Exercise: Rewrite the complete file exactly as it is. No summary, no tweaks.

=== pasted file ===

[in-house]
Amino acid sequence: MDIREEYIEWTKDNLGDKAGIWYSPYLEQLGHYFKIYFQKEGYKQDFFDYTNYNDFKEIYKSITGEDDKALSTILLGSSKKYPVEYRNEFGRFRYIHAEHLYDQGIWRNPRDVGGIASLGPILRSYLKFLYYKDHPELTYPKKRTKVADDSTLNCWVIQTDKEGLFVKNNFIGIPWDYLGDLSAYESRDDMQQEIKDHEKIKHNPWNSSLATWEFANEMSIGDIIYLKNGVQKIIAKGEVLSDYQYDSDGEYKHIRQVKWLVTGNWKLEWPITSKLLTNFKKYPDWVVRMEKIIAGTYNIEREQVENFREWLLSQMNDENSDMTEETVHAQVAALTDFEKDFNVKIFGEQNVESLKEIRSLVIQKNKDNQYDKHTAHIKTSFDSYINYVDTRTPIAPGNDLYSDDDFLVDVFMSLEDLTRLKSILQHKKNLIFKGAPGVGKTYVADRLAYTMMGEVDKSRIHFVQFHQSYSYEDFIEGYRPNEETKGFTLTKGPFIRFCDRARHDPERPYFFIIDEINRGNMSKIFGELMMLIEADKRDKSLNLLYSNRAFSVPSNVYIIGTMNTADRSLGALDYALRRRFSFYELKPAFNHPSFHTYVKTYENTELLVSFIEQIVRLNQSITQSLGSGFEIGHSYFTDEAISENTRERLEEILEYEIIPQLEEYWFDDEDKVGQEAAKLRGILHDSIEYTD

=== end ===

[in-house]
Amino acid sequence: MDIREEYIEWTKDNLGDKAGIWYSPYLEQLGHYFKIYFQKEGYKQDFFDYTNYNDFKEIYKSITGEDDKALSTILLGSSKKYPVEYRNEFGRFRYIHAEHLYDQGIWRNPRDVGGIASLGPILRSYLKFLYYKDHPELTYPKKRTKVADDSTLNCWVIQTDKEGLFVKNNFIGIPWDYLGDLSAYESRDDMQQEIKDHEKIKHNPWNSSLATWEFANEMSIGDIIYLKNGVQKIIAKGEVLSDYQYDSDGEYKHIRQVKWLVTGNWKLEWPITSKLLTNFKKYPDWVVRMEKIIAGTYNIEREQVENFREWLLSQMNDENSDMTEETVHAQVAALTDFEKDFNVKIFGEQNVESLKEIRSLVIQKNKDNQYDKHTAHIKTSFDSYINYVDTRTPIAPGNDLYSDDDFLVDVFMSLEDLTRLKSILQHKKNLIFKGAPGVGKTYVADRLAYTMMGEVDKSRIHFVQFHQSYSYEDFIEGYRPNEETKGFTLTKGPFIRFCDRARHDPERPYFFIIDEINRGNMSKIFGELMMLIEADKRDKSLNLLYSNRAFSVPSNVYIIGTMNTADRSLGALDYALRRRFSFYELKPAFNHPSFHTYVKTYENTELLVSFIEQIVRLNQSITQSLGSGFEIGHSYFTDEAISENTRERLEEILEYEIIPQLEEYWFDDEDKVGQEAAKLRGILHDSIEYTD